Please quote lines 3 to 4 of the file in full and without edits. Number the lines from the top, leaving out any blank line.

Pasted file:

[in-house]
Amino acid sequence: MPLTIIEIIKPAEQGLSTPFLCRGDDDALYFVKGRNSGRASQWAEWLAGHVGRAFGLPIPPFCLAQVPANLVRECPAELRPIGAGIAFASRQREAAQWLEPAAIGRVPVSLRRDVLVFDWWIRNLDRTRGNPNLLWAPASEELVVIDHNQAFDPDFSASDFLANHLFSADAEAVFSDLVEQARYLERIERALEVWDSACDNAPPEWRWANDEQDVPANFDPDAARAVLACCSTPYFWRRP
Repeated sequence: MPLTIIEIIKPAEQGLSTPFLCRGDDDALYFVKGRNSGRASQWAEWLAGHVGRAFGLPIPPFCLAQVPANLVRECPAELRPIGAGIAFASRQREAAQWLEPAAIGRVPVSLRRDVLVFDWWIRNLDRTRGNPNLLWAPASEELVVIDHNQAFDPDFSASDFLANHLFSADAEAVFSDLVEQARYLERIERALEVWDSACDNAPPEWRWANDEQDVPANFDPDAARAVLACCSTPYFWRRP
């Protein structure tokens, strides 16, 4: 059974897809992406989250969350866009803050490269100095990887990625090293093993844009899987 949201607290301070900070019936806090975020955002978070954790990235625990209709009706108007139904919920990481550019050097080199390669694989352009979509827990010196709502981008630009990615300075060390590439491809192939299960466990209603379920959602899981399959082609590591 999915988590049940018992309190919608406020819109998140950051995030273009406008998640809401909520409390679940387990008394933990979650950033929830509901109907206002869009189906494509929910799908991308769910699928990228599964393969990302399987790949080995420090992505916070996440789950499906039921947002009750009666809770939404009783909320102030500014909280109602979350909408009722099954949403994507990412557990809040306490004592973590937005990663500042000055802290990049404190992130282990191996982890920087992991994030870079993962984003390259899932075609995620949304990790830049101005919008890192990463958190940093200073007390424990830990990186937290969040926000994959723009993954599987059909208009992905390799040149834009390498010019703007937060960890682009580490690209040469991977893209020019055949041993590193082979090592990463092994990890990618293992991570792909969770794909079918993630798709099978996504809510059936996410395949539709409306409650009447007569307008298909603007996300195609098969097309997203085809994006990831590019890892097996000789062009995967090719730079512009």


Repeated sequence: MPLTIIEIIKPAEQGLSTPFLCRGDDDALYFVKGRNSGRASQWAEWLAGHVGRAFGLPIPPFCLAQVPANLVRECPAELRPIGAGIAFASRQREAAQWLEPAAIGRVPVSLRRDVLVFDWWIRNLDRTRGNPNLLWAPASEELVVIDHNQAFDPDFSASDFLANHLFSADAEAVFSDLVEQARYLERIERALEVWDSACDNAPPEWRWANDEQDVPANFDPDAARAVLACCSTPYFWRRP
């Protein structure tokens, strides 16, 4: 059974897809992406989250969350866009803050490269100095990887990625090293093993844009899987 949201607290301070900070019936806090975020955002978070954790990235625990209709009706108007139904919920990481550019050097080199390669694989352009979509827990010196709502981008630009990615300075060390590439491809192939299960466990209603379920959602899981399959082609590591 999915988590049940018992309190919608406020819109998140950051995030273009406008998640809401909520409390679940387990008394933990979650950033929830509901109907206002869009189906494509929910799908991308769910699928990228599964393969990302399987790949080995420090992505916070996440789950499906039921947002009750009666809770939404009783909320102030500014909280109602979350909408009722099954949403994507990412557990809040306490004592973590937005990663500042000055802290990049404190992130282990191996982890920087992991994030870079993962984003390259899932075609995620949304990790830049101005919008890192990463958190940093200073007390424990830990990186937290969040926000994959723009993954599987059909208009992905390799040149834009390498010019703007937060960890682009580490690209040469991977893209020019055949041993590193082979090592990463092994990890990618293992991570792909969770794909079918993630798709099978996504809510059936996410395949539709409306409650009447007569307008298909603007996300195609098969097309997203085809994006990831590019890892097996000789062009995967090719730079512009």